carpe diem - cpa guide

The biggest mistake I made when I first started studying for the CPA exam was treating it like a college exam. It was just another box on my to-do list. So when it came time to actually sit for the CPA exam I found myself procrastinating and cramming in the week or two before my exam just like College! When I applied this method to the CPA exam it meant failing all 4 parts in a row within 2-7 points! I DO NOT want this to be you! So let’s take a look at what I was doing wrong.

My Story

I started studying for the CPA exam the summer of 2008 after obtaining a full time offer from a regional firm. All of my friends were passing the exam the first time through, so I figured I would breeze through the exam. This overconfidence was my downfall! I failed both parts that I took before I started working full time by just a couple points each. Once I started working full time I started to travel to various clients, and believe me the last thing you want to do is study in a hotel!  I ended up failing the next 2 parts no better than the first two…

Busy season came and went, as did the American economy and in mid-2009 my firm laid off 20% of its staff. Of the 8 in my start class, only 2 of us had not passed the CPA exam. Our firm used this reason to lay us off, and I felt like everything I had worked so hard to obtain in college was lost…

The 180 Degree Turn

I went home that night and completely reassessed my life. Either I was going to spend the rest of my life ending up at a dead-end entry level accounting job or I was going to pass the CPA exam and make something of my life. I wrote down these goals and kept them in my study area as a constant reminder. I cannot stress this point enough. Please take a few moments right now and write down at least three reasons why you want to become a CPA. Make sure these reasons are kept in an area where you will see them every time you sit down to study. Every time you are struggling to focus or fail a section just look at those reasons. If they are truly important enough to you, then it will give you the strength to continue!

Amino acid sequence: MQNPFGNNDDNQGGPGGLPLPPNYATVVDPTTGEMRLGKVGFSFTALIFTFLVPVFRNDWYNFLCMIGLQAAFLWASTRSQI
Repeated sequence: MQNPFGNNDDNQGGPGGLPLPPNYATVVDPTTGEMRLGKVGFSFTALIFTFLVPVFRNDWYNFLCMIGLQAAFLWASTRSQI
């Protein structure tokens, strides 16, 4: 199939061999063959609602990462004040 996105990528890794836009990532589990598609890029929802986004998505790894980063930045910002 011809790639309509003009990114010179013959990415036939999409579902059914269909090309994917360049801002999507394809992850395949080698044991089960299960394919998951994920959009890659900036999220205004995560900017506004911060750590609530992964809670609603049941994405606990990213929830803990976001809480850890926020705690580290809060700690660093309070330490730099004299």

My attitude for the CPA exam changed when I wrote down the following three reasons for why I wanted to become a CPA:

1) I want to be a CPA to be able to provide for my future family.
2) I want to be a CPA so that I can show employers that I do not give up and that I am willing to dedicate my life to completing a task, no matter how impossible it feels.
3) I want to be a CPA so that I don’t get stuck in a dead end job and be bored out of my mind!

I hope that you can think of 3 or 4 inspiring reasons for why YOU want to become a CPA. I can tell you that the temporary pain you will experience while taking the CPA exam is well worth the boost to your career!

The End Result!

So what happened to me after I was laid off? I passed 2 parts back to back, found a new job in the private sector and even met my wife to be! After adjusting to my new job, I knocked out the last 2 parts with flying colors and within months of passing I got hired by the Big 4 as an experienced hire! After being side-tracked for a year I was back where I was supposed to be!

If you are interested in learning more about how I passed the CPA exam while working full time, then please visit my blog and sign up for my free CPA Exam Coaching Guide here –


Thank you to our guest blogger, Bryan Kesler, CPA (MO) from CPA Exam Guide (  You can also find him on Facebook (, Twitter ( ) and Google+ (